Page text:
Did You Know.....Full Sail’s Graphic Design degree program, offered both on campus and online, teaches students skills that are highly sought-after in the creative industry. Students will learn how to meet deadlines and work within specific creative demands while producing high-end design work in a variety of format. Learn more about Full Sail University's graphic design program.
Fairleigh Dickinson University offers a globally-oriented liberal arts education to students in a range of disciplines. At a time when some students are choosing hyper-focused curriculums, FDU’s mission remains true to its core: a preparation for lifelong learning and thoughtful living. As a not-for-profit private institution, it is New Jersey’s largest private university with multiple campuses. Its School of the Arts is home to nearly one dozen degree programs, including a unique B.A. of Graphic Design that we take a closer look at today.
Within the last few years, the Graphic Design program has doubled in size. Among the many attributes that have led to its steady rise is a commitment to creating what FDU calls “complete designers” who have the creative, technological and philosophical skillsets necessary for today’s world. To learn more about the program, we catch up with woman who oversees it all as Program Coordinator, Assoc. Professor Janet O’Neil. We hope you enjoy! This interview has been edited for length & clarity.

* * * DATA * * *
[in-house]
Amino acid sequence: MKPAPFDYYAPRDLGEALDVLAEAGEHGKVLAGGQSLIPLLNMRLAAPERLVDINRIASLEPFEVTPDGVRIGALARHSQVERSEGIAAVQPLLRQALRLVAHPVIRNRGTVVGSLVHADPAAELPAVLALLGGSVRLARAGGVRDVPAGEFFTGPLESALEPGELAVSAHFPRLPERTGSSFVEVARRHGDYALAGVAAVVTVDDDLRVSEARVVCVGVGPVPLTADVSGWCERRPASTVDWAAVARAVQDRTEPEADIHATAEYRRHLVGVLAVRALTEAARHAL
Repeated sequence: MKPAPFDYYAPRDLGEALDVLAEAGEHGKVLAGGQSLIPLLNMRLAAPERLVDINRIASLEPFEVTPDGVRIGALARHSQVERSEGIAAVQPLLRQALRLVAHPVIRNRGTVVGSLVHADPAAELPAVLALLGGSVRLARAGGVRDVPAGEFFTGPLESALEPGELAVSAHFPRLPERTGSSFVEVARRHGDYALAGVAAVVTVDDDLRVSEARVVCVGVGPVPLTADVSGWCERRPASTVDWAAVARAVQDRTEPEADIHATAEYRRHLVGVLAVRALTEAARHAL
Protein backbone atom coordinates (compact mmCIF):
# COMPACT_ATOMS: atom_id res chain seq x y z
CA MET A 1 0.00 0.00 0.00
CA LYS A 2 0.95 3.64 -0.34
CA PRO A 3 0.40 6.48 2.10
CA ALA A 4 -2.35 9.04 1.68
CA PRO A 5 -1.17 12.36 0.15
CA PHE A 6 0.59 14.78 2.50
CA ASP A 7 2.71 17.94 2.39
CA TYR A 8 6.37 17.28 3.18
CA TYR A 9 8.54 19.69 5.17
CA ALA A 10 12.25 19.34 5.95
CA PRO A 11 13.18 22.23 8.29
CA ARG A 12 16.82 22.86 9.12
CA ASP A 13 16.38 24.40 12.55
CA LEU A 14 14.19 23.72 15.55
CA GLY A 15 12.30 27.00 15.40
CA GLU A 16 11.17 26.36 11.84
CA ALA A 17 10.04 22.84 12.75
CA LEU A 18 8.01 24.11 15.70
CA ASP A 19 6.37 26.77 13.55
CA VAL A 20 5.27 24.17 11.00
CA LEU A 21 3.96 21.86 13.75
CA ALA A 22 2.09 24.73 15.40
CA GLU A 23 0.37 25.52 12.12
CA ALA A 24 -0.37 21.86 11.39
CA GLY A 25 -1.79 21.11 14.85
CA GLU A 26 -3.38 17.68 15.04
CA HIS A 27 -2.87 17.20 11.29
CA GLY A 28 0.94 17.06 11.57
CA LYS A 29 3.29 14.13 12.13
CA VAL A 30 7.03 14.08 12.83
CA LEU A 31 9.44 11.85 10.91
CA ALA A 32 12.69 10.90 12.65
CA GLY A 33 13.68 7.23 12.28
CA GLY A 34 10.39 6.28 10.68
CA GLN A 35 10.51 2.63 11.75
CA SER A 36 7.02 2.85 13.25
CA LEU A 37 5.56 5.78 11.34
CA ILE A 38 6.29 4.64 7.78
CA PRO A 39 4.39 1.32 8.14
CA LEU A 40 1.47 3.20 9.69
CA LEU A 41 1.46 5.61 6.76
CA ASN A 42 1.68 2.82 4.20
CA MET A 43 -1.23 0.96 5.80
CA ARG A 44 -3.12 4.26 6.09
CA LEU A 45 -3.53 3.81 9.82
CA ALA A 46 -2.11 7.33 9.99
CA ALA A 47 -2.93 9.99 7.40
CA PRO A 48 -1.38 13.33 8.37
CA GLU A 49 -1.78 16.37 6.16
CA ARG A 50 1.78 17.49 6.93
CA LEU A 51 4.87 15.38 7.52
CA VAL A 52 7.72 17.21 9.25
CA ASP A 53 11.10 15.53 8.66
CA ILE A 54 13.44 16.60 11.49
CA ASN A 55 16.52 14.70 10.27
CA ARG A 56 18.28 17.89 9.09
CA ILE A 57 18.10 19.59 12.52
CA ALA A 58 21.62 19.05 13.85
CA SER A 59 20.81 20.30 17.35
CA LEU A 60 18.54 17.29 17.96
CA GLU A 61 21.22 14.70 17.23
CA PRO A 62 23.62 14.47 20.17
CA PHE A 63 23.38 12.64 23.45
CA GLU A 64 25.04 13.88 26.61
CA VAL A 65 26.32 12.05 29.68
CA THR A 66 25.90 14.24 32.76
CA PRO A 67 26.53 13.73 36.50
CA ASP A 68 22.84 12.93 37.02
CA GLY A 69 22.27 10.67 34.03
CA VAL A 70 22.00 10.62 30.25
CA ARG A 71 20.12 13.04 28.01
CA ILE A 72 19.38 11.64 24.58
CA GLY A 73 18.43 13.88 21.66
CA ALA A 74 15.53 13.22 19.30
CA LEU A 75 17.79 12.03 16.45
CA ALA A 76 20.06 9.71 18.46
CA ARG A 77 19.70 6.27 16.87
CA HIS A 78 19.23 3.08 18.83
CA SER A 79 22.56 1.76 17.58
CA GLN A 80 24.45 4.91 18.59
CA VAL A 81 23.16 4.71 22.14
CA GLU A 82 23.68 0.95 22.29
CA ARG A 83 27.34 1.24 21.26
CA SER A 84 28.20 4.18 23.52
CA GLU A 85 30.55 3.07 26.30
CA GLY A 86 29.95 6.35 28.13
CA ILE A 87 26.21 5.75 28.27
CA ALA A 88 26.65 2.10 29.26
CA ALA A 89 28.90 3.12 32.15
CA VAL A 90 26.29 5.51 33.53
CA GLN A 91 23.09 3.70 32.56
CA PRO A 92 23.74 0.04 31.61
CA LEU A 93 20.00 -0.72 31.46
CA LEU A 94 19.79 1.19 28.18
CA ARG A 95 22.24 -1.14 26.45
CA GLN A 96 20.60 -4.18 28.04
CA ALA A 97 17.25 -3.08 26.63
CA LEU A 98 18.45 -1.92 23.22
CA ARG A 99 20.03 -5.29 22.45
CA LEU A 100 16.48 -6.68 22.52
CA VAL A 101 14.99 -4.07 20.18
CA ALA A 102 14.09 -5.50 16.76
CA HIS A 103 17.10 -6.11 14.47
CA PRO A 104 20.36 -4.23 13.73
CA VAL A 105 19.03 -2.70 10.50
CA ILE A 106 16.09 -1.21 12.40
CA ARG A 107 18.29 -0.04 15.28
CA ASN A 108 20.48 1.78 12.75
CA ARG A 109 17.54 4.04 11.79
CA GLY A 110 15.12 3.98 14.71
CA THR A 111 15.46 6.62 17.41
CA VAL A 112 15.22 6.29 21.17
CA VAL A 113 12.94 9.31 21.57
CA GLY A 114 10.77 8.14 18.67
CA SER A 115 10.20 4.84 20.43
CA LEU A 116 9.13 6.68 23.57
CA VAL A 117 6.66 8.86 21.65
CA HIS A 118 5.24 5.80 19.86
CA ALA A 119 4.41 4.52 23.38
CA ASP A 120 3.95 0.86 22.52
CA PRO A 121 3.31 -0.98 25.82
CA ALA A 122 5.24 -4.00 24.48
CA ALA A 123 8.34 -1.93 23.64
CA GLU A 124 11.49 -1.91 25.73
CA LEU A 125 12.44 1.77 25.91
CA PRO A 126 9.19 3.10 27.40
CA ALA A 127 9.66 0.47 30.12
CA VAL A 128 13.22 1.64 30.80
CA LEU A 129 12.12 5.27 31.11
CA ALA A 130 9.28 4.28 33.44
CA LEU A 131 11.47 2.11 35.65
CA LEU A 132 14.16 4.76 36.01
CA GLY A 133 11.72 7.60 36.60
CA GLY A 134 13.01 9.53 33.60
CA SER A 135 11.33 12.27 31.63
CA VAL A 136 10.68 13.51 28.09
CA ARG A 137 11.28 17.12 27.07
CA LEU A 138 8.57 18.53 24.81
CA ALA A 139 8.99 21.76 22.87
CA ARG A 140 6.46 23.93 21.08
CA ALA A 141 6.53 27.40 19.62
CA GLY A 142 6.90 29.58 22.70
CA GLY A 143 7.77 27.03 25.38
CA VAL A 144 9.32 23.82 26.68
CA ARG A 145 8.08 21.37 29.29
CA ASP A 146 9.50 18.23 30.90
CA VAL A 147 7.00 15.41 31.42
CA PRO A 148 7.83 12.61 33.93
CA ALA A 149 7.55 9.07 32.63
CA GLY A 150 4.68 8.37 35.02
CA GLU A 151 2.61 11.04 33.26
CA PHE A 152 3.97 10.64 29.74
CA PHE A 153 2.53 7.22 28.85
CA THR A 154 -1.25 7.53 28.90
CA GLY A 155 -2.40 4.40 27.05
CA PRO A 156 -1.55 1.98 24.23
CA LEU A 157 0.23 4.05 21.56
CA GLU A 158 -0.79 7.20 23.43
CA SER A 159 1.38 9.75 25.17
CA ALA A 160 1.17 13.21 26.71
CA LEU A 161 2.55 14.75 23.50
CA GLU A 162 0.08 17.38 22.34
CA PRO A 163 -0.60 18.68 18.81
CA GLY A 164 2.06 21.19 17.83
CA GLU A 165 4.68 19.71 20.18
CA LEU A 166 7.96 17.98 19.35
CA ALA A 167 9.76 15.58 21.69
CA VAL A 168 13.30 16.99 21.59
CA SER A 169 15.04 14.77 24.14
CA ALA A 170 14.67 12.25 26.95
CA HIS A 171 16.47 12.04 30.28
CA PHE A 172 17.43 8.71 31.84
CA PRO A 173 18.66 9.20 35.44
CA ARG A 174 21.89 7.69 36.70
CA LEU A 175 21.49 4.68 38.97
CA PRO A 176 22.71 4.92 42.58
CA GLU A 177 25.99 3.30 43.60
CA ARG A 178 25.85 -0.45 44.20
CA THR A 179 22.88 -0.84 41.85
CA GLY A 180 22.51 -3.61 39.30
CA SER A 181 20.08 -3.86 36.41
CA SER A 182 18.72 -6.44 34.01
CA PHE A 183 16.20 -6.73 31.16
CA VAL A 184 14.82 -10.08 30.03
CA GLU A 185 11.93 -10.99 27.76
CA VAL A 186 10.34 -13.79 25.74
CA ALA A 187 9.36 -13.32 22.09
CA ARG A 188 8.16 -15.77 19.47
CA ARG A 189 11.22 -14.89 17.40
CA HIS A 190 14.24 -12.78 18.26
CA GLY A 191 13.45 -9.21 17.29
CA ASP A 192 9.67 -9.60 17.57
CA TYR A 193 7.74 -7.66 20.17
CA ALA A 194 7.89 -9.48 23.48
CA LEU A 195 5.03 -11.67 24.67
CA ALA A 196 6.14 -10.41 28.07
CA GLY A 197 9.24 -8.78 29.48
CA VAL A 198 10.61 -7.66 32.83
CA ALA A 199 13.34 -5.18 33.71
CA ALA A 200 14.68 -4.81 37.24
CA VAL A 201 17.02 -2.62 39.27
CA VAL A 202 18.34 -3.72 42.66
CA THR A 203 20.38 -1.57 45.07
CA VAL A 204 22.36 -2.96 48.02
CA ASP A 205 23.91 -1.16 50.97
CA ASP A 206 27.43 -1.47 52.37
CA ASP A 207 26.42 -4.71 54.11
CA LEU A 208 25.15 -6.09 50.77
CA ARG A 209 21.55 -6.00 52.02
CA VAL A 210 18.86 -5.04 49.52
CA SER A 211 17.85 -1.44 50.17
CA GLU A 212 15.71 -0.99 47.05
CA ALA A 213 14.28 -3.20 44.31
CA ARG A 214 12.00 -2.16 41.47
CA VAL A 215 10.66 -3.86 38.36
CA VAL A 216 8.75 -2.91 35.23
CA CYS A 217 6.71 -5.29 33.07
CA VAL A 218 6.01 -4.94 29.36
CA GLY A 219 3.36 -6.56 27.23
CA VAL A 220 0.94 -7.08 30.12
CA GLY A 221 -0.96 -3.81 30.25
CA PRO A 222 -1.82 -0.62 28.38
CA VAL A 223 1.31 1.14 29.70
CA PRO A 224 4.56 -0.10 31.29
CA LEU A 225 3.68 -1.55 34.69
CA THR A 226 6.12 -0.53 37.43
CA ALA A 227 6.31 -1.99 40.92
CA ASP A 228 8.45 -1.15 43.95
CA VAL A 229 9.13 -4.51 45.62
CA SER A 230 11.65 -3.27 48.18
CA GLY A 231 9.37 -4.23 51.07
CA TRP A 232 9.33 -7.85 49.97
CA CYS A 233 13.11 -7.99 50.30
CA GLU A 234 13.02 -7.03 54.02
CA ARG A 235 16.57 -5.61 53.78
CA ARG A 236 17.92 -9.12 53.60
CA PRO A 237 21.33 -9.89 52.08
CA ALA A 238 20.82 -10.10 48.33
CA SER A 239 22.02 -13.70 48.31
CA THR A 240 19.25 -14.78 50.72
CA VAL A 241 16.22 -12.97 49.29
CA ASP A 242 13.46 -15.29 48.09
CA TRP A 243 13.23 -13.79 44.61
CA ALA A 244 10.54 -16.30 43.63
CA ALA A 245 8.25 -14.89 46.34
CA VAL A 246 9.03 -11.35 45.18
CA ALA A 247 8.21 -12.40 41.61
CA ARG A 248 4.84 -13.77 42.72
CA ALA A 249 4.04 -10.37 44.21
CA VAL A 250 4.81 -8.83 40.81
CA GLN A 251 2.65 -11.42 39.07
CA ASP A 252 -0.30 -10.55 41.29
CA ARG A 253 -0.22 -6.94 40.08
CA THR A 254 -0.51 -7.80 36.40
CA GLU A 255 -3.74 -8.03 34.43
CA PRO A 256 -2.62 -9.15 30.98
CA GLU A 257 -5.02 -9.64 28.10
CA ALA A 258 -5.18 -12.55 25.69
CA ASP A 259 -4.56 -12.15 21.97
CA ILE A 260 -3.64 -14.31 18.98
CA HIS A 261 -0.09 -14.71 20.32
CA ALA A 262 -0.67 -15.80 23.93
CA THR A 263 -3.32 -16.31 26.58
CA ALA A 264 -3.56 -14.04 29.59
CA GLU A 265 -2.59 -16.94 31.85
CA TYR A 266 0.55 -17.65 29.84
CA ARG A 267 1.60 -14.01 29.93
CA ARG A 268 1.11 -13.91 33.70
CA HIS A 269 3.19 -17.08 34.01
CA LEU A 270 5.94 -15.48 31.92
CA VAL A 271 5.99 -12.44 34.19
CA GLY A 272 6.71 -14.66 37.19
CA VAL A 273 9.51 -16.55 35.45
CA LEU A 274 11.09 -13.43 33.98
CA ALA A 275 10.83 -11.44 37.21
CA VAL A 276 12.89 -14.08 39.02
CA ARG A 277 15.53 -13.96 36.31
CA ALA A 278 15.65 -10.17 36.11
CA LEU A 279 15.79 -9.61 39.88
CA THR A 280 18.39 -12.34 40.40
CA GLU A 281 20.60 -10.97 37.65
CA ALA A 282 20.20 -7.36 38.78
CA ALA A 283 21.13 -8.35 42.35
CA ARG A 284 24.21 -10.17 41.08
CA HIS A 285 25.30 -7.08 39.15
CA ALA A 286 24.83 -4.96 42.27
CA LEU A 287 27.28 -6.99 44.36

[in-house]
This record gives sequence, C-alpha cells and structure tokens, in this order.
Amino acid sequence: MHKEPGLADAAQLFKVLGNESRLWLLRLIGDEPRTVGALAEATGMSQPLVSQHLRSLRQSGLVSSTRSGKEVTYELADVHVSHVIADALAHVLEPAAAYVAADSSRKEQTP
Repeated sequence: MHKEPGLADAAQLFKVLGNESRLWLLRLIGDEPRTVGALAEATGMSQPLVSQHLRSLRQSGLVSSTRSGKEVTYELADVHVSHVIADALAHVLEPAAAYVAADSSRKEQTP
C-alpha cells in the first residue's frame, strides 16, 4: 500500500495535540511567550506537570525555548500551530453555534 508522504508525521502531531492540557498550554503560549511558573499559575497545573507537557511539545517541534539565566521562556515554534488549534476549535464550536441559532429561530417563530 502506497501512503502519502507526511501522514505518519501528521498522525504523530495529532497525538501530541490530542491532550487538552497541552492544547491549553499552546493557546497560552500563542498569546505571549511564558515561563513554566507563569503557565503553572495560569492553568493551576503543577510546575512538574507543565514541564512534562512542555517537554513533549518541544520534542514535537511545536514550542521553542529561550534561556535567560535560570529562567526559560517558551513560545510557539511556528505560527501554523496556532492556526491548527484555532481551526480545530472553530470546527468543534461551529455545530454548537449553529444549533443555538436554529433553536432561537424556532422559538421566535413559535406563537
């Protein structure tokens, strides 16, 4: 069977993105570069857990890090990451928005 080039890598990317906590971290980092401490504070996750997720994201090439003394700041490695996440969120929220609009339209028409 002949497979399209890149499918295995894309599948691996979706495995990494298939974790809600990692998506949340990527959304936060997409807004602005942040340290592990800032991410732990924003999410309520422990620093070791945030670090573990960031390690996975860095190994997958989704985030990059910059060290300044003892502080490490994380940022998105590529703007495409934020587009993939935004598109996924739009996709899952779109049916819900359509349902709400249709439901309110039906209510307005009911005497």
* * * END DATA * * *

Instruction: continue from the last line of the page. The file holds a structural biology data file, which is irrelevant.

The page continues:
ACR: Janet, you’ve been on the faculty at Fairleigh Dickinson since 2003 and now serve as the Program Coordinator for the Graphic Design program. Tell us a little about your background at FDU, and your goals in overseeing the B.A. in Graphic Design program.
Janet O’Neil: I began teaching at FDU in 2003 as an adjunct professor, becoming a full-time associate professor in 2006. I took over as Program Coordinator for the Graphic Design Program in 2014 and have seen it grow each year. The initial challenges included balancing the administrative tasks while teaching my classes, and making sure that all of my advisees were taken care of.
My biggest goal was to develop a strong foundational program and make us competitive with other universities including those that have BFA programs. We believe that our BA Liberal Arts degree is just as valuable as a BFA; our students benefit from taking other courses besides design, art, and animation which makes them well-rounded designers with a larger toolbox to draw from. In taking a wide range of liberal arts classes, students become skillful at communicating ideas, problem solving, and critical thinking. We’ve seen their skills grow in complexity and detail, as they bring in concepts from other courses to their design projects.